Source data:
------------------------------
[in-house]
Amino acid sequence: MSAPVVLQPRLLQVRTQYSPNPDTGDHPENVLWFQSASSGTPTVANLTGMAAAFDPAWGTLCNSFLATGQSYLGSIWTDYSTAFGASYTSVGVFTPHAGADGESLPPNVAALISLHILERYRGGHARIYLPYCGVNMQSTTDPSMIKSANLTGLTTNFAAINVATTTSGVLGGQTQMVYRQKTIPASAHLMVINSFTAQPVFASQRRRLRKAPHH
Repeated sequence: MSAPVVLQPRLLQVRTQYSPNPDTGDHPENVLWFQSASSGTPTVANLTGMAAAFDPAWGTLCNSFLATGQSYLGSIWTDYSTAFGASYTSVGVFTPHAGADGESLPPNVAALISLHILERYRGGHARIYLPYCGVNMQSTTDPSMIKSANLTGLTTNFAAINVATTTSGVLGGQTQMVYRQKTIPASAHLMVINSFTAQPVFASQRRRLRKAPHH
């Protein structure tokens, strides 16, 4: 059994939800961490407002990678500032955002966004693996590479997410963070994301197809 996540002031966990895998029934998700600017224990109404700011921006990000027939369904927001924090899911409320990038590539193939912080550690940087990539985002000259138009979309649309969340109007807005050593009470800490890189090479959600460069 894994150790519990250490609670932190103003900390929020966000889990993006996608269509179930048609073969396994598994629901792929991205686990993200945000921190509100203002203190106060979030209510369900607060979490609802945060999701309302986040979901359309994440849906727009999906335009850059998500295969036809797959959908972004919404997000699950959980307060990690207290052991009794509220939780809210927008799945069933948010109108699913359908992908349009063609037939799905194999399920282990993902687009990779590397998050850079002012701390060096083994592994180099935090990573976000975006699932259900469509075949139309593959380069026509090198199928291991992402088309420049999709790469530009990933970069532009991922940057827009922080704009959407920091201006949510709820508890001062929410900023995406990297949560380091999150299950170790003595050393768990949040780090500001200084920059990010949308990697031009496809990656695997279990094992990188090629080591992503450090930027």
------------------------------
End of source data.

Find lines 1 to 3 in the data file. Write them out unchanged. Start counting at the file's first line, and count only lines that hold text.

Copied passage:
[in-house]
Amino acid sequence: MSAPVVLQPRLLQVRTQYSPNPDTGDHPENVLWFQSASSGTPTVANLTGMAAAFDPAWGTLCNSFLATGQSYLGSIWTDYSTAFGASYTSVGVFTPHAGADGESLPPNVAALISLHILERYRGGHARIYLPYCGVNMQSTTDPSMIKSANLTGLTTNFAAINVATTTSGVLGGQTQMVYRQKTIPASAHLMVINSFTAQPVFASQRRRLRKAPHH
Repeated sequence: MSAPVVLQPRLLQVRTQYSPNPDTGDHPENVLWFQSASSGTPTVANLTGMAAAFDPAWGTLCNSFLATGQSYLGSIWTDYSTAFGASYTSVGVFTPHAGADGESLPPNVAALISLHILERYRGGHARIYLPYCGVNMQSTTDPSMIKSANLTGLTTNFAAINVATTTSGVLGGQTQMVYRQKTIPASAHLMVINSFTAQPVFASQRRRLRKAPHH